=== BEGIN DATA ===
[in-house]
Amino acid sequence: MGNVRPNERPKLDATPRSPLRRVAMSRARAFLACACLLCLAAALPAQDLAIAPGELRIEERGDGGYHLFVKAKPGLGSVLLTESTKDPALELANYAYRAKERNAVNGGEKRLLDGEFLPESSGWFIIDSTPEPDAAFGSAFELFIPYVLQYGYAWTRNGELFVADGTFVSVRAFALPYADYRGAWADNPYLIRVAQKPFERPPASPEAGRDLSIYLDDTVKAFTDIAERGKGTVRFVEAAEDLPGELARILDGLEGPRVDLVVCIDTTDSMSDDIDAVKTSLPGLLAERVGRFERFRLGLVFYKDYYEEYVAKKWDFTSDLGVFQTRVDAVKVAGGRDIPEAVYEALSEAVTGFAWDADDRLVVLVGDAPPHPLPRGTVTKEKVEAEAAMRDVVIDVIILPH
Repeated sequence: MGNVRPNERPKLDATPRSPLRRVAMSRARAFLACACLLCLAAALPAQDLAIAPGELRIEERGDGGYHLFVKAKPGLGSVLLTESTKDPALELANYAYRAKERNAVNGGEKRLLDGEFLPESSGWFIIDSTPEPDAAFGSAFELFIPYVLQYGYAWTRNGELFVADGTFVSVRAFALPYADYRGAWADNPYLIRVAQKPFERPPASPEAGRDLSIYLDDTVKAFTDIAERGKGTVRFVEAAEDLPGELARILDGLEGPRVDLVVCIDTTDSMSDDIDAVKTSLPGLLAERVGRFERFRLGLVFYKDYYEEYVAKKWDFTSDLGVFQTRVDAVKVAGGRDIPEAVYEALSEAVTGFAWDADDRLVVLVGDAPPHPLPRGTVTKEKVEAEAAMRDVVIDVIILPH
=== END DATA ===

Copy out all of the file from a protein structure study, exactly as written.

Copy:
[in-house]
Amino acid sequence: MGNVRPNERPKLDATPRSPLRRVAMSRARAFLACACLLCLAAALPAQDLAIAPGELRIEERGDGGYHLFVKAKPGLGSVLLTESTKDPALELANYAYRAKERNAVNGGEKRLLDGEFLPESSGWFIIDSTPEPDAAFGSAFELFIPYVLQYGYAWTRNGELFVADGTFVSVRAFALPYADYRGAWADNPYLIRVAQKPFERPPASPEAGRDLSIYLDDTVKAFTDIAERGKGTVRFVEAAEDLPGELARILDGLEGPRVDLVVCIDTTDSMSDDIDAVKTSLPGLLAERVGRFERFRLGLVFYKDYYEEYVAKKWDFTSDLGVFQTRVDAVKVAGGRDIPEAVYEALSEAVTGFAWDADDRLVVLVGDAPPHPLPRGTVTKEKVEAEAAMRDVVIDVIILPH
Repeated sequence: MGNVRPNERPKLDATPRSPLRRVAMSRARAFLACACLLCLAAALPAQDLAIAPGELRIEERGDGGYHLFVKAKPGLGSVLLTESTKDPALELANYAYRAKERNAVNGGEKRLLDGEFLPESSGWFIIDSTPEPDAAFGSAFELFIPYVLQYGYAWTRNGELFVADGTFVSVRAFALPYADYRGAWADNPYLIRVAQKPFERPPASPEAGRDLSIYLDDTVKAFTDIAERGKGTVRFVEAAEDLPGELARILDGLEGPRVDLVVCIDTTDSMSDDIDAVKTSLPGLLAERVGRFERFRLGLVFYKDYYEEYVAKKWDFTSDLGVFQTRVDAVKVAGGRDIPEAVYEALSEAVTGFAWDADDRLVVLVGDAPPHPLPRGTVTKEKVEAEAAMRDVVIDVIILPH